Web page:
Can drinking mineral-rich water prevent hypertension?
Could drinking higher-salinity water help lower blood pressure?
A recent study has linked drinking water of higher salinity to lower blood pressure in people living in a coastal region of Bangladesh. Sources of drinking water in the region can vary in salinity due to the influx of seawater.
While water of higher salinity contains more sodium, which can raise blood pressure, it also has more calcium and magnesium. The researchers explain this in a Journal of the American Heart Association paper about the study.
“Calcium and magnesium are protective; they decrease blood pressure,” says lead study author Abu Mohammed Naser, who is a postdoctoral fellow in the Rollins School of Public Health at Emory University in Atlanta, GA.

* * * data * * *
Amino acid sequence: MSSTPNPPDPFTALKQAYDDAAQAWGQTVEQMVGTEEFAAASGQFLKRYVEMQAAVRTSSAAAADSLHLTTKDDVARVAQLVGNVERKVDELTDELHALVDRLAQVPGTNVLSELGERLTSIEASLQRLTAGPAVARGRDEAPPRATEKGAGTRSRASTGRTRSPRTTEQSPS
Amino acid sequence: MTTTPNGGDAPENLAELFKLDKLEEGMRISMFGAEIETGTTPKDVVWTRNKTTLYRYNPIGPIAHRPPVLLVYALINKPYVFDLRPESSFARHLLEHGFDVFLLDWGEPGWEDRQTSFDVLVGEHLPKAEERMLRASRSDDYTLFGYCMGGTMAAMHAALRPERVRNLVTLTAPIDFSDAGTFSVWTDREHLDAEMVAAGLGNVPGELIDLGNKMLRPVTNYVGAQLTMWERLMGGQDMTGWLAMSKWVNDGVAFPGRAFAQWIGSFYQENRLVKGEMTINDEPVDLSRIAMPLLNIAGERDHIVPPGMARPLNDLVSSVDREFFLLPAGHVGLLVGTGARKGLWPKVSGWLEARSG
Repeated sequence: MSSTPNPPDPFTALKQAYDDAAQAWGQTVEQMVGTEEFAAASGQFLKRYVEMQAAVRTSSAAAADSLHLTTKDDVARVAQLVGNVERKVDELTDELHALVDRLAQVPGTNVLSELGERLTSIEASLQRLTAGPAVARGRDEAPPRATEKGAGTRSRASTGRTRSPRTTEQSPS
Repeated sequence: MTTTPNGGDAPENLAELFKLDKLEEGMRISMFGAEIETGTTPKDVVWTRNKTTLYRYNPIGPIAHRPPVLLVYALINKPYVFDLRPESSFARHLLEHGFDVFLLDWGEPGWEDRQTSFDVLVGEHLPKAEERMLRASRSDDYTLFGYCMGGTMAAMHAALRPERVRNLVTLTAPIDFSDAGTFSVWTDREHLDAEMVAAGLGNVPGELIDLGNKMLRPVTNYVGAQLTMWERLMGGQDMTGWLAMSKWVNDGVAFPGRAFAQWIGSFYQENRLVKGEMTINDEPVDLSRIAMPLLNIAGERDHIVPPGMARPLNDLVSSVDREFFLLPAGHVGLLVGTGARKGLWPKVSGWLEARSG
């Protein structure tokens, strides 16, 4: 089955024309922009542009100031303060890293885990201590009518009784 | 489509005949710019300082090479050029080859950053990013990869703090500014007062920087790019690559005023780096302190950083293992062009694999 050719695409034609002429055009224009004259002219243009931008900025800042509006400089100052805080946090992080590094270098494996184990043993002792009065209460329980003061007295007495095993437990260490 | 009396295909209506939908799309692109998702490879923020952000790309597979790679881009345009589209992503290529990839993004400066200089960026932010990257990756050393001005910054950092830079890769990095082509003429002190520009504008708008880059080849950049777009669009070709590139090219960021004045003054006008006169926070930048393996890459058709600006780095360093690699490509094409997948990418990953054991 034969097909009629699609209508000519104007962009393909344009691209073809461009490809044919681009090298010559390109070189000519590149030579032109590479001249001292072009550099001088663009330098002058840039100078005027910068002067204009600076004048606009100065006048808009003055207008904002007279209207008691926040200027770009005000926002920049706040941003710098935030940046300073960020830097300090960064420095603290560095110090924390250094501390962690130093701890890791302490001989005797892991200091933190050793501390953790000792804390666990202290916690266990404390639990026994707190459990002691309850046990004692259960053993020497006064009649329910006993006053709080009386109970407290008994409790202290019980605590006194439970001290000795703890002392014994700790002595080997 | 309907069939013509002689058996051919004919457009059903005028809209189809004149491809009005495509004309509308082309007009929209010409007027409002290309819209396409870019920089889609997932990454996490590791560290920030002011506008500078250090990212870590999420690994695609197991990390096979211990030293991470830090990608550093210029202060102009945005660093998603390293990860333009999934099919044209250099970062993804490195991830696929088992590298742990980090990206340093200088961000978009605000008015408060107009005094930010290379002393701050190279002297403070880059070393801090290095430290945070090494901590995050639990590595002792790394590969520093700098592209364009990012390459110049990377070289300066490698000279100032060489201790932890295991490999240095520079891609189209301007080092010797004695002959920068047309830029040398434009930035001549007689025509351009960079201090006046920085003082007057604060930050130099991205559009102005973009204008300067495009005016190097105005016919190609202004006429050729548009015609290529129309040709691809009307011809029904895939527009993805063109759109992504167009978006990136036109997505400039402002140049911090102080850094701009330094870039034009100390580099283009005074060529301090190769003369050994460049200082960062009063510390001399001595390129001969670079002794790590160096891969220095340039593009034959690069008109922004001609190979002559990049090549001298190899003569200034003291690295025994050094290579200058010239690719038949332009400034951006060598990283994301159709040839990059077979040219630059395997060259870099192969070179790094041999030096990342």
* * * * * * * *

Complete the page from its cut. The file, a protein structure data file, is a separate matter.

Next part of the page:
He and his co-authors attribute the study’s findings to the benefits of magnesium and calcium outweighing the harms of sodium.
Data on water salinity, blood pressure limited
High blood pressure, or hypertension, is the “leading preventable cause” of early deaths worldwide, according to a 2016 Circulation study that estimated that 1.39 billion people were living with the condition in 2010.
Having blood pressure that is too high increases the force that circulating blood exerts on artery walls. If the condition persists, it can damage the heart and raise the risk of stroke and other health problems.
According to the Centers for Disease Control and Prevention (CDC), there are around 75 million adults with high blood pressure in the United States, where the condition contributed to or caused more than 410,000 deaths in 2014.
Studying people who live in coastal regions offers a useful way to compare the effects of varying water salinity on health.
Naser and his colleagues note that groundwater is the main source of drinking water for more than 1 billion people who live in coastal regions.
Of this population, around a fifth live in areas in which seawater flows into groundwater, giving rise to varying levels of mineralization.
However, they note that data on “drinking water salinity, mineral intake, and cardiovascular health of the population,” are limited.